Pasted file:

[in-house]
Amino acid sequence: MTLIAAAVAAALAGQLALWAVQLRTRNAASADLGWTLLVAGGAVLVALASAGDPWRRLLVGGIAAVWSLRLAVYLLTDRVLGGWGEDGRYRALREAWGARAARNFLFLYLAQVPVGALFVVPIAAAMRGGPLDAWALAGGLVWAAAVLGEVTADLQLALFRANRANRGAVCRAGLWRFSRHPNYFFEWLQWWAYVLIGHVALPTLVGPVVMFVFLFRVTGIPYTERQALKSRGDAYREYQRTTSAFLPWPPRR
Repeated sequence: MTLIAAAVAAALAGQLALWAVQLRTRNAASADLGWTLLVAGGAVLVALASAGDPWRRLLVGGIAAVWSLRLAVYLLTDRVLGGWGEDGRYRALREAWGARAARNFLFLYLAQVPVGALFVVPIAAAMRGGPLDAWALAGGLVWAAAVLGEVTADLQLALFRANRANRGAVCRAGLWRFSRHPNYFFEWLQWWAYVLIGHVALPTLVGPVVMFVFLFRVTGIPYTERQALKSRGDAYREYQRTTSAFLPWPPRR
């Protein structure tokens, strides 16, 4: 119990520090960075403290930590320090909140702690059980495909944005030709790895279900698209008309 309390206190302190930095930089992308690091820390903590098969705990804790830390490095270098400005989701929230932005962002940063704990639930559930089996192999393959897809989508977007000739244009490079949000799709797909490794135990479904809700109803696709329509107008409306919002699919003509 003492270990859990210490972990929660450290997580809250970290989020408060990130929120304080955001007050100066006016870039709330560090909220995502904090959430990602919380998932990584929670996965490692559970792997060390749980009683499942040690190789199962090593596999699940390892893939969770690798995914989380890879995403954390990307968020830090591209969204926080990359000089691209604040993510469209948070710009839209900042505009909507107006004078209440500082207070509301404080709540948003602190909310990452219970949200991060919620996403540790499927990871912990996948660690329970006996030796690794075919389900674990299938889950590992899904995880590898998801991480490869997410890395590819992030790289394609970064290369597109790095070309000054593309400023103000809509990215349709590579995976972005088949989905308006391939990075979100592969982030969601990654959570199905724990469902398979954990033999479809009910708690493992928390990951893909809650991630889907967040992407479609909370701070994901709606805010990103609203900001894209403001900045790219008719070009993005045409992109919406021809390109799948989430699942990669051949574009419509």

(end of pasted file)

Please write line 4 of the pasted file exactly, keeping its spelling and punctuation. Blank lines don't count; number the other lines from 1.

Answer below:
């Protein structure tokens, strides 16, 4: 119990520090960075403290930590320090909140702690059980495909944005030709790895279900698209008309 309390206190302190930095930089992308690091820390903590098969705990804790830390490095270098400005989701929230932005962002940063704990639930559930089996192999393959897809989508977007000739244009490079949000799709797909490794135990479904809700109803696709329509107008409306919002699919003509 003492270990859990210490972990929660450290997580809250970290989020408060990130929120304080955001007050100066006016870039709330560090909220995502904090959430990602919380998932990584929670996965490692559970792997060390749980009683499942040690190789199962090593596999699940390892893939969770690798995914989380890879995403954390990307968020830090591209969204926080990359000089691209604040993510469209948070710009839209900042505009909507107006004078209440500082207070509301404080709540948003602190909310990452219970949200991060919620996403540790499927990871912990996948660690329970006996030796690794075919389900674990299938889950590992899904995880590898998801991480490869997410890395590819992030790289394609970064290369597109790095070309000054593309400023103000809509990215349709590579995976972005088949989905308006391939990075979100592969982030969601990654959570199905724990469902398979954990033999479809009910708690493992928390990951893909809650991630889907967040992407479609909370701070994901709606805010990103609203900001894209403001900045790219008719070009993005045409992109919406021809390109799948989430699942990669051949574009419509």